‘Fitbit For The Face’ Fits In Any Mask And Turns It Into A Health Tracker
By Ell Ko, 14 Jan 2022
The traditional wearable is most associated with a band that fits snugly around our wrist. But recent inventions have been reworking that to collect data about our health and vitals from different parts of the body.
This includes the ‘FaceBit’, which has been dubbed a “Fitbit for the face.” Developed by researchers at Northwestern University, this wearable takes on a rather unique shape: a mask.
Since the pandemic has seen the face mask become almost like a second skin, the new tech leverages its omnipresence to track and deliver information about the wearer’s health, mask fit, and even heartbeat.
A smart sensor fits into the mask, which can be almost any type from an N95 to a standard surgical type. Powered by movement and the heat of the wearer’s breath, the device communicates data to a dedicated smartphone app.
“We wanted to design an intelligent face mask for healthcare professionals that does not need to be inconveniently plugged in during the middle of a shift,” explains Josiah Hester, device development lead.
“We augmented the battery’s energy with energy harvesting from various sources, which means that you can wear the mask for a week or two without having to charge or replace the battery.”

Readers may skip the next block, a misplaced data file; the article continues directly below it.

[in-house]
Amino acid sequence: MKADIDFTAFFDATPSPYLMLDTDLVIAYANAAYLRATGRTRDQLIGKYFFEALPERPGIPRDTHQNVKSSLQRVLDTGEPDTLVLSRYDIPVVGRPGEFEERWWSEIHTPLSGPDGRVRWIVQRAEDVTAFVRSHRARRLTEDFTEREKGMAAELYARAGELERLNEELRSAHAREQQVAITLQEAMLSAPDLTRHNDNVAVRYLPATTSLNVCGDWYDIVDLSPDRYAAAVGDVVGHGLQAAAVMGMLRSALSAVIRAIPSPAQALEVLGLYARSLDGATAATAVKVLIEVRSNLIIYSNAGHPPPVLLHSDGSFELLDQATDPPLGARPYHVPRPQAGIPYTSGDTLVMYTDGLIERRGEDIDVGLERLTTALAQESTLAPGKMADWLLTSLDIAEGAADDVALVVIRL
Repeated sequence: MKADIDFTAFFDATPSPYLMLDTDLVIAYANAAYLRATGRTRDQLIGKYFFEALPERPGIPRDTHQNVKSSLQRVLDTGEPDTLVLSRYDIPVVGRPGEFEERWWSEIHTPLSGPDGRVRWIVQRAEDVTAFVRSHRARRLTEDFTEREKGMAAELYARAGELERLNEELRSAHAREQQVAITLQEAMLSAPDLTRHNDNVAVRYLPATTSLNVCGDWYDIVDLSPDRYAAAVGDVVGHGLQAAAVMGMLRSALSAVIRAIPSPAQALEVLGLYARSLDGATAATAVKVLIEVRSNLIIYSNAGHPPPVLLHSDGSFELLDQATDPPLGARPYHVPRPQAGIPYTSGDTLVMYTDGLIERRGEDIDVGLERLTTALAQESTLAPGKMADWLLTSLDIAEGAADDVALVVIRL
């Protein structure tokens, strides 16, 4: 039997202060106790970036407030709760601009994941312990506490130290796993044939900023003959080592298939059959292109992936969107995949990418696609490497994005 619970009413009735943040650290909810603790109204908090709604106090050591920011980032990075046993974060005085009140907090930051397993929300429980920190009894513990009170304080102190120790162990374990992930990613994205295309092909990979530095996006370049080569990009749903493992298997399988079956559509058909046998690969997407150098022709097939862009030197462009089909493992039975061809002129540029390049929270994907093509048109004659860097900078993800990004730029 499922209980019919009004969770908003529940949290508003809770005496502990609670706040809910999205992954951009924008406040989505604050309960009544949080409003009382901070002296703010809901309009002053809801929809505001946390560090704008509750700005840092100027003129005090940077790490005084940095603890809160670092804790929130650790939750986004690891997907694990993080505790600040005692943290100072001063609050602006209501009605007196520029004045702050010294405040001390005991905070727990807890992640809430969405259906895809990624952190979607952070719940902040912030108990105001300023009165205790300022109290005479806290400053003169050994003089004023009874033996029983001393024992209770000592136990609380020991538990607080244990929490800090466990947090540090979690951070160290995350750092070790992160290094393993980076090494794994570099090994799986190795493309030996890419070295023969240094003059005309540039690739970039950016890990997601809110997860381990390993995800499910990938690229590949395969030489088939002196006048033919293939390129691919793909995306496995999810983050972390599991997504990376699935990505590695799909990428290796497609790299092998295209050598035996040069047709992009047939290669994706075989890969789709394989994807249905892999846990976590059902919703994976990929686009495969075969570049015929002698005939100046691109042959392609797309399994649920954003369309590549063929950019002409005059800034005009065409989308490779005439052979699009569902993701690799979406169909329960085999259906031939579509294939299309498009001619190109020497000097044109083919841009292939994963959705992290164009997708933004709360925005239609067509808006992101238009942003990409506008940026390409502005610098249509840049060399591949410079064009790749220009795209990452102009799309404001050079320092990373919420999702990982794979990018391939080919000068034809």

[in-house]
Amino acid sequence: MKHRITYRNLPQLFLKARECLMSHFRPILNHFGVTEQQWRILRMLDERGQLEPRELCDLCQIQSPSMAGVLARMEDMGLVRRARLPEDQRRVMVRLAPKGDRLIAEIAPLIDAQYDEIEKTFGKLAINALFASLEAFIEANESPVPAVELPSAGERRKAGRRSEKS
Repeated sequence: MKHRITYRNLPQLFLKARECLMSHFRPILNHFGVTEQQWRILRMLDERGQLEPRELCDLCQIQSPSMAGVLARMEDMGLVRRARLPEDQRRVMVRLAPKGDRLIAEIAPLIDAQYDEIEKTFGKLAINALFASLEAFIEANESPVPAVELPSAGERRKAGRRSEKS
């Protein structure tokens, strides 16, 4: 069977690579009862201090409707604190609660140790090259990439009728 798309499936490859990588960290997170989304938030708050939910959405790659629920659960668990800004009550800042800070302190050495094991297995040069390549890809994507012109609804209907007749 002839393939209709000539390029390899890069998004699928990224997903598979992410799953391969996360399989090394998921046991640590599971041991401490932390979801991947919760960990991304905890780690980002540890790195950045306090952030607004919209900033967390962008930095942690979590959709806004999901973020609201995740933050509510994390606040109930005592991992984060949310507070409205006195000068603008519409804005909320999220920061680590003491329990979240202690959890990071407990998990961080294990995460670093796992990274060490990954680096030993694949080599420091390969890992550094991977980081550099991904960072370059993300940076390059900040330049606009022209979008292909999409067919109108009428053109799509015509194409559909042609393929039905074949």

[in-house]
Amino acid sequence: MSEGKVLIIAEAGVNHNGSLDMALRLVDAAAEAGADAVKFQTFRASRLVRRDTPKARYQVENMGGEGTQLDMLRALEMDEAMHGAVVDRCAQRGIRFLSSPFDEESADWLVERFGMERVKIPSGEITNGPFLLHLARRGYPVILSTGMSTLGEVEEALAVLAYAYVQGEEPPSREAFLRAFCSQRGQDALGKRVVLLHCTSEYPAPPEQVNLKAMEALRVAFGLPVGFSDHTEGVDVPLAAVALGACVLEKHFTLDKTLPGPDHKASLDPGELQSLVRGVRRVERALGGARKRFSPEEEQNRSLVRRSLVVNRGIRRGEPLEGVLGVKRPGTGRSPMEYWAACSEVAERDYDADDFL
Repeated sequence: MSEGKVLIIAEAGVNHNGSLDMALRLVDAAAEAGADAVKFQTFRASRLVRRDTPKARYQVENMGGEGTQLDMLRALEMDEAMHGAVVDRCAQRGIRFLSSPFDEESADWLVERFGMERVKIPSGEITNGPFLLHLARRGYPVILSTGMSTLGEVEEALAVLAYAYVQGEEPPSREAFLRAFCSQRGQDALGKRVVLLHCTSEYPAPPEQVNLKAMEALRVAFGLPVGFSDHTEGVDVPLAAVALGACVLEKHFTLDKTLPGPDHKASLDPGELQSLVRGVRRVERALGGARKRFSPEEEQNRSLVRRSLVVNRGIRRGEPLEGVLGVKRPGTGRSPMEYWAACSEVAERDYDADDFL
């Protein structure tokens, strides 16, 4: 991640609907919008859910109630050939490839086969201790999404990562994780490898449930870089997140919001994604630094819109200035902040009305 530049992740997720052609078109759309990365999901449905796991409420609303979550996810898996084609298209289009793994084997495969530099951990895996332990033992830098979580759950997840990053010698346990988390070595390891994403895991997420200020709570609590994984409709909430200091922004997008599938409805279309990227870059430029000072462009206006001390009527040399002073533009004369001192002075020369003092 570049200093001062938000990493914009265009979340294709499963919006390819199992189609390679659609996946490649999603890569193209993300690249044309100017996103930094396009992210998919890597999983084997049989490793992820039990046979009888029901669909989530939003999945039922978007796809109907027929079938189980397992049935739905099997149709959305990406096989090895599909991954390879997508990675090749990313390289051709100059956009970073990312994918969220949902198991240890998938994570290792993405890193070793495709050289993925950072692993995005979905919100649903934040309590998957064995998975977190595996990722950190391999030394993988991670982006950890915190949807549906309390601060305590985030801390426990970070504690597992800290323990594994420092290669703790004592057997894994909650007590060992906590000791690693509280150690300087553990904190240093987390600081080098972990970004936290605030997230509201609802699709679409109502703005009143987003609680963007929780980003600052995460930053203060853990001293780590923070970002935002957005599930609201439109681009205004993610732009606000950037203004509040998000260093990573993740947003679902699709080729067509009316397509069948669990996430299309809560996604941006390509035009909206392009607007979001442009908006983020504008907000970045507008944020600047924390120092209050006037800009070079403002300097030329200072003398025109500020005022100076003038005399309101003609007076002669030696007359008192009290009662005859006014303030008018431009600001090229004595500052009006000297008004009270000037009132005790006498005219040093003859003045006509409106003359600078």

Syncing up to the mobile app means the sensor can then send notifications to the user when urgent situations arise, such as an unexpected elevated heart rate or a leak in the mask.
Over time, the collected physiological data can be “used to predict fatigue, physical health status and emotional state,” per a University news release.
Study Finds reports that it is, indeed, possible to detect heart rate from the mask thanks to the way a person’s head will move “an almost unrecognizable amount” every time their heart beats.
This movement allows for the sensor to calculate heart rate, albeit not in the conventional way that other devices do.
A paper published in the Proceedings of the ACM on Interactive, Mobile, Wearable and Ubiquitous Technologies details that the team found the FaceBit to be similarly accurate to clinical-grade health tracking devices.
In addition to this, the battery was able to last longer than 11 days in between charges.
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